But its history is marred by greed, tempers and a rift that divided the estate into two for more than a century before Jacqueline Bories (right) re-united the properties in 2006, once again forming Chateau Olliux Romanis, a not-small but organic producer who still uses horses and humans in their vineyards.

Just South of the village of Corbieres, the organically farmed Ollieux Romanis Estate is among an elite handful of producers that constitute the only Village AOC of Corbieres, Crus Boutenac, one of the terroirs that literally defines quality for the entire Languedoc region.

For the past 200 years, the Bories Family have farmed the Ollieux. Red Sandstone, Limestone, Puddingstone and Clay tell a complex history of oceanic coverage, sedimentation, alluvial deposits and the Massif Central rift expansion –  perhaps only of interest to the geologist or serious wine geek!

Today, this diverse bed of diverse soils are home to Ollieux Romanis’ Old Vine Carignan, Mourvedre, Syrah, Grenache Noirs, Grenache Gris and Cinsault……all fermented by Native Yeasts and bottled ‘Sans Soufre’ (without SO2), a winemaking decision that requires a winery that maintains almost surgical levels of sanitation to prevent bacterial contamination of the wine.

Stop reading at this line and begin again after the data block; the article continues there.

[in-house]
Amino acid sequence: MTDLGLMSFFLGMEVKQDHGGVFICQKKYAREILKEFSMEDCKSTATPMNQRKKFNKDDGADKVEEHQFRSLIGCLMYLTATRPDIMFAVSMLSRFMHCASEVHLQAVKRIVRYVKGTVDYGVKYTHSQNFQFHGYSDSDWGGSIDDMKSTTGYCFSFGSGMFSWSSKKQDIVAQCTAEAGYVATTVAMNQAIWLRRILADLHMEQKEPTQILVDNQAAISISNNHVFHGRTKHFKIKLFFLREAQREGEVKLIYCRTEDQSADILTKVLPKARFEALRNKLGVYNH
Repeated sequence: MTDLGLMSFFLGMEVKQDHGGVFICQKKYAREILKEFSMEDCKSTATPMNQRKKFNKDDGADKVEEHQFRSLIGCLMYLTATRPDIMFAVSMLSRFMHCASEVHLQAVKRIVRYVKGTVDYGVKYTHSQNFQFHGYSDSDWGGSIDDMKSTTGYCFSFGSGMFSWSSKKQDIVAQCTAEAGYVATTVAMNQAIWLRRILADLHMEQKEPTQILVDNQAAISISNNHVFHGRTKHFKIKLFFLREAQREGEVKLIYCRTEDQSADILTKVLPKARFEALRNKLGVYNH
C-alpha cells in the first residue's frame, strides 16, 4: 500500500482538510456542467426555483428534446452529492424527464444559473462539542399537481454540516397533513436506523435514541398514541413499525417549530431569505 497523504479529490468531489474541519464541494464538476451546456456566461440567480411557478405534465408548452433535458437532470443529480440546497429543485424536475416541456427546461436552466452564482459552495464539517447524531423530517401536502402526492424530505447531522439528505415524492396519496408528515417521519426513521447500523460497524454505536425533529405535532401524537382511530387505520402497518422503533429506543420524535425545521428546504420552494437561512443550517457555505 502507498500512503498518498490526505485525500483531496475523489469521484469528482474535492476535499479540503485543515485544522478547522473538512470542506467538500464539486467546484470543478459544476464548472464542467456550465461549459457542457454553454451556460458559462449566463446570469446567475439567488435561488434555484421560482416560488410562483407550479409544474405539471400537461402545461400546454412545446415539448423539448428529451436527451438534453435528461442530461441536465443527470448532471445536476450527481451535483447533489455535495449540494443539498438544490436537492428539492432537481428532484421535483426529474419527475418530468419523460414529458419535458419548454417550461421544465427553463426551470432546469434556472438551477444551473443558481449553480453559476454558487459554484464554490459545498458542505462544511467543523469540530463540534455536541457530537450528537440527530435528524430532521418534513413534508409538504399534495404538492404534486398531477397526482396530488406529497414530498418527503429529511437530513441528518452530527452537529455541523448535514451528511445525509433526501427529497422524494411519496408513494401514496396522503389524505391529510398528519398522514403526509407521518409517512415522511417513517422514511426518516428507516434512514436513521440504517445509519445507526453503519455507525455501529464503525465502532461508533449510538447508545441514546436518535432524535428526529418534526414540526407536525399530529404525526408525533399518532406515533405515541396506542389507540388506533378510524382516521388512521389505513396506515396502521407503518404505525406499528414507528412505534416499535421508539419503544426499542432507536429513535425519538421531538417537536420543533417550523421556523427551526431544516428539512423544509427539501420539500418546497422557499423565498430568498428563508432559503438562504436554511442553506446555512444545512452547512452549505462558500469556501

The Wine: FAns of Italian wines may assume that “Alba” refers to the town in Piemonte, but nothing could be further from the truth. A blend of 40% Cinsault, 30% Grenache Gris, 30% Grenache Noir resulting in a pale salmon color, a light body and aromas/flavors that hint at ripe strawberries, rose petals and white pepper.


As I write this, iMillet Bue town signt’s late on Thursday, August the 3rd, just two nights before the first Saturday in August. That’s when the French town of Bué holds its annual fair celebrating the town’s history as a den for sorcerers and ghosts.

According to legend, they used to organize witching hours on dark nights. The version of the town’s history I read was completely vague on what such witching hours entailed, but whatever it was, I imagine it had something to do with assuring a successful wine harvest – this is Sancerre at its most charming.